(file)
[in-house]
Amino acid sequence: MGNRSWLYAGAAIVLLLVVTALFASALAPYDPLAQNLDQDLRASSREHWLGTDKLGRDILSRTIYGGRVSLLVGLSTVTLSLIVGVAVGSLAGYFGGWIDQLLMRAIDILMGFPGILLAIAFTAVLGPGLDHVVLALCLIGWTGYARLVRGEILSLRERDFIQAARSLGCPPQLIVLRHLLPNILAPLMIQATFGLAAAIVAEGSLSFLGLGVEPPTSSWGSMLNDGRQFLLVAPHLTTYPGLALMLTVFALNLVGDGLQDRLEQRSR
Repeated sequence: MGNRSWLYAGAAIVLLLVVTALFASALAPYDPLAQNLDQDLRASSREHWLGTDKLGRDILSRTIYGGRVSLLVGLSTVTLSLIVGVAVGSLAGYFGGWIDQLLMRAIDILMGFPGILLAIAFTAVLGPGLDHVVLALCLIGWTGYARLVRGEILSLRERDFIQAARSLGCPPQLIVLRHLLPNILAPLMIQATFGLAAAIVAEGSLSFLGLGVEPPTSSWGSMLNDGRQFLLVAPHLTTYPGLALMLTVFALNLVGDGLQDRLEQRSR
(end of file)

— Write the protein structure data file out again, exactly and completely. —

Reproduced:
[in-house]
Amino acid sequence: MGNRSWLYAGAAIVLLLVVTALFASALAPYDPLAQNLDQDLRASSREHWLGTDKLGRDILSRTIYGGRVSLLVGLSTVTLSLIVGVAVGSLAGYFGGWIDQLLMRAIDILMGFPGILLAIAFTAVLGPGLDHVVLALCLIGWTGYARLVRGEILSLRERDFIQAARSLGCPPQLIVLRHLLPNILAPLMIQATFGLAAAIVAEGSLSFLGLGVEPPTSSWGSMLNDGRQFLLVAPHLTTYPGLALMLTVFALNLVGDGLQDRLEQRSR
Repeated sequence: MGNRSWLYAGAAIVLLLVVTALFASALAPYDPLAQNLDQDLRASSREHWLGTDKLGRDILSRTIYGGRVSLLVGLSTVTLSLIVGVAVGSLAGYFGGWIDQLLMRAIDILMGFPGILLAIAFTAVLGPGLDHVVLALCLIGWTGYARLVRGEILSLRERDFIQAARSLGCPPQLIVLRHLLPNILAPLMIQATFGLAAAIVAEGSLSFLGLGVEPPTSSWGSMLNDGRQFLLVAPHLTTYPGLALMLTVFALNLVGDGLQDRLEQRSR